Python Context Manager

Managing Resources

The use of resources such as file manipulations or database access is quite prevalent in all computer languages. However, there is a finite number of these resources. We have to ensure that restoring such resources after use would be the key obstacle. When they’re not given, resource leakage will occur, and it slows down or even damages the computer. The ability for users to build up and break down reallocating resources will be massively valuable. Python context managers that make it easier to handle resources effectively could be used to accomplish this.

Context Manager for Resource Management

It’ll become difficult to close a file immediately when a piece of code throws an error or has a complicated mechanism, including many returned pathways. Try-except-finally is typically utilized in certain programming languages to assure that. Indeed file resource is terminated after using it, although there is an error. Context Managers, a module of Python, enable resource management simply. The term “with” will be utilized. This will create an object that manages context until it has been analyzed. Classes or processes with modifiers would be utilized to create context managers. Let’s discuss more context manager.

Example no 1

While utilizing classes to construct context managers, make sure that the class contains the functions like enter() and exit(). The cleanup activities are carried out via the exit() function, which will return nothing but the function enter() provides the resource that requires development. To analyze the framework of generating context managers with classes, let’s first develop a basic class named ContextManager, as seen here:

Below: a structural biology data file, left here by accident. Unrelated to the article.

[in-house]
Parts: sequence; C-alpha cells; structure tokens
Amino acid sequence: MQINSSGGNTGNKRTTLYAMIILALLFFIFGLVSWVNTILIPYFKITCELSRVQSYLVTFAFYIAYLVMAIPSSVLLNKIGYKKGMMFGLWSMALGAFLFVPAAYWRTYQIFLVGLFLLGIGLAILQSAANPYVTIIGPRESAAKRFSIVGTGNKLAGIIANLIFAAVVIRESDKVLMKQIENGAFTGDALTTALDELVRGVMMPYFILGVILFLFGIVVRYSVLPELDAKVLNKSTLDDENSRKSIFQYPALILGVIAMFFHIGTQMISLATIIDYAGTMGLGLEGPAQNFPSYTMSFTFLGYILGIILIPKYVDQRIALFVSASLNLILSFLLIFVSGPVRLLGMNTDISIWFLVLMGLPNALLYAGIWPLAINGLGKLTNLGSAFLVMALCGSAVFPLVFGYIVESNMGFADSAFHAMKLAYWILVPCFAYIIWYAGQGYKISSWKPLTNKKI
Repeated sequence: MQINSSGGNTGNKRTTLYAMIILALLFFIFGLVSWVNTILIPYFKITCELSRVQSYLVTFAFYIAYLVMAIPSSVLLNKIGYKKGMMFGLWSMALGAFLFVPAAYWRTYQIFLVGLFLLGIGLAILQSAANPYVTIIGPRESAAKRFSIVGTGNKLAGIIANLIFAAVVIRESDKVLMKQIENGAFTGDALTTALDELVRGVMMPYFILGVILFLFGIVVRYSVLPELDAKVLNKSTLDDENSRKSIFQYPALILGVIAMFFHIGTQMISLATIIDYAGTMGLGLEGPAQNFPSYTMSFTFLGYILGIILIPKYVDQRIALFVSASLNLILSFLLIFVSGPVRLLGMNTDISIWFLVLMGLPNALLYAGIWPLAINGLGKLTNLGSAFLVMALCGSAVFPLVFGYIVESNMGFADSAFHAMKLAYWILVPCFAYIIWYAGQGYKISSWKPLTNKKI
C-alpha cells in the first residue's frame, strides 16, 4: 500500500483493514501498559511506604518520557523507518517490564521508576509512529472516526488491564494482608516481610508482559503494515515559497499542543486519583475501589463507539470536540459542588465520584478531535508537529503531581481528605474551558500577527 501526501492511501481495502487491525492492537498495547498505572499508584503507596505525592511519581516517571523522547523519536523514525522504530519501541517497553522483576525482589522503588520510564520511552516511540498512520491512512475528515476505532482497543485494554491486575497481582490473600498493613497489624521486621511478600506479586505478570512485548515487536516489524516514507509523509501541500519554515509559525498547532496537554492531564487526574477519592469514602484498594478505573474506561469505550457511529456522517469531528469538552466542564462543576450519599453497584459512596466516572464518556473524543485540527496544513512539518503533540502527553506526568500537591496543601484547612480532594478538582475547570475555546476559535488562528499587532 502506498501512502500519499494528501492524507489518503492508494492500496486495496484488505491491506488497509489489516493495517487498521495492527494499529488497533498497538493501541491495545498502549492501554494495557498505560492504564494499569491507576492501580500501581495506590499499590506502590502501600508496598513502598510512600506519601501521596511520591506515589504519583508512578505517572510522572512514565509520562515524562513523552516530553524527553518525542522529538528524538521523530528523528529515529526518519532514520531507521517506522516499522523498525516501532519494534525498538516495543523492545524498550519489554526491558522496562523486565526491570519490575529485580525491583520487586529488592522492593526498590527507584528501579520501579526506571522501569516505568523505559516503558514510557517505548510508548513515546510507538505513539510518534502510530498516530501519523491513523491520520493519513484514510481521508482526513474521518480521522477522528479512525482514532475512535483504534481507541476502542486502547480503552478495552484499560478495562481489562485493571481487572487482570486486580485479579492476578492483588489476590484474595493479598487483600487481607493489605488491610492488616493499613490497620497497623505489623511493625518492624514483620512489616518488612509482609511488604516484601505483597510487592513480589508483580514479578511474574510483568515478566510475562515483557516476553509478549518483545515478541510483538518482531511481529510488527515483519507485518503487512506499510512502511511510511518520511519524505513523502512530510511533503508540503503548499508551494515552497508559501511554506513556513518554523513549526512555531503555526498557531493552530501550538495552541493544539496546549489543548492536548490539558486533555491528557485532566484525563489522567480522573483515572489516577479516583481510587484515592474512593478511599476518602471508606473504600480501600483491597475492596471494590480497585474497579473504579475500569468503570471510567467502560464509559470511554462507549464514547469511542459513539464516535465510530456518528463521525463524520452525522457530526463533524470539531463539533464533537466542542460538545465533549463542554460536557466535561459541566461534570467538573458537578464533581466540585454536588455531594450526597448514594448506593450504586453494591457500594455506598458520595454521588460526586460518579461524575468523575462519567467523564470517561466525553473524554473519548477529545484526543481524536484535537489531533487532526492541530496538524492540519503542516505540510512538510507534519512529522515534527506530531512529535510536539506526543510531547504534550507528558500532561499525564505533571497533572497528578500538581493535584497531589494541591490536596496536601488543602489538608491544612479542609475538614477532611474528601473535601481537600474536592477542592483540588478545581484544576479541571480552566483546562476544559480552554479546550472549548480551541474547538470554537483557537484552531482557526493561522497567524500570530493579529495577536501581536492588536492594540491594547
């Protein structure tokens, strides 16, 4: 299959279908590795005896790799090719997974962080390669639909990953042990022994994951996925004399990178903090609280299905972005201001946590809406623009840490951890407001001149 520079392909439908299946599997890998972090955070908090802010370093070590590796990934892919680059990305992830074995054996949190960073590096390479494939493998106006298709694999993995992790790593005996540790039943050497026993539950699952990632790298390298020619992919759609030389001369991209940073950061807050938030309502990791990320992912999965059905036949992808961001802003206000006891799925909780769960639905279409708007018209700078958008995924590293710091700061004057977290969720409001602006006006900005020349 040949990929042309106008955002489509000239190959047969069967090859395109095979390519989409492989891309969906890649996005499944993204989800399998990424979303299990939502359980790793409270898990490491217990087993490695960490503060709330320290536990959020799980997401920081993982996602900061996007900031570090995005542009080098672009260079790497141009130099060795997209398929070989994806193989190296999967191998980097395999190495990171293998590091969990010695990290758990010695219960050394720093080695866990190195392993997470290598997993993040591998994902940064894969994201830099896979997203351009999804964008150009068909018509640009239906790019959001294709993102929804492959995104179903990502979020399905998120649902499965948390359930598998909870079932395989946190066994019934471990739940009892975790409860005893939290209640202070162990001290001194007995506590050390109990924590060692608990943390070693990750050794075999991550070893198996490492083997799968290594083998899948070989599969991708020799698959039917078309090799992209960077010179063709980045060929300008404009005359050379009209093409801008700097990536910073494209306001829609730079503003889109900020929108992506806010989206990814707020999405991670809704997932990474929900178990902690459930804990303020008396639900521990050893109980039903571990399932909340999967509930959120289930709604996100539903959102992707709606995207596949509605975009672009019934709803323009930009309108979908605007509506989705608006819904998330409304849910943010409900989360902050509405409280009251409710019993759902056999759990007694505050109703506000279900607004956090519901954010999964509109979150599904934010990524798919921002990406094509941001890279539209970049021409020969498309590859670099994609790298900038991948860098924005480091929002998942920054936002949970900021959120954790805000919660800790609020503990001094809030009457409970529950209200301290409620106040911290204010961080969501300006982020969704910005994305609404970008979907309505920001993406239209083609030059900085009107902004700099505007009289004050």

class ContextManager():

    def __init__(self1):
        print('init function will be called')
    def __enter__(self2):
        print('enter function will be called ')
        return self2
    def __exit__(self2, exc_type, exc_value, exc_traceback):
        print('exit function will be called')
with ContextManager() as manager:
    print('Here is the with statement')

At the beginning of the code, we create a class termed as ContextManager. Within this class, we define a function init(). Then we utilize the print() method to display the statement “init function will be called”. In the next line, another function, enter(), will be defined. This function contains “self2” as an argument. We will call the print() method to print the statement “enter function will be called”. Then the return statement is called.

Let’s define a new function named exit(). This function has four different arguments, which contain the value of self2, exc_type, exc_value, and exc_traceback. For this function, the print() statement is also being applied to show the line “exit function will be called”. Lastly, we will create an object manager of the ContextManager class. We employ a print() statement which shows the message “Here is the with the statement”.

A ContextManager instance is generated in this example. The attribute after the term “manager” is given this allocation. The following functions are carried out sequentially upon executing the aforementioned code:

  • init()
  • enter()
  • A declaration body that contains code within a “with” section.
  • exit(). The arguments of this function are being utilized to control errors.

Example no 2

Let’s use the preceding approach to build a class that aids in managing file resources. The FileManager class facilitates accessing, writing to or reading from, and terminating files.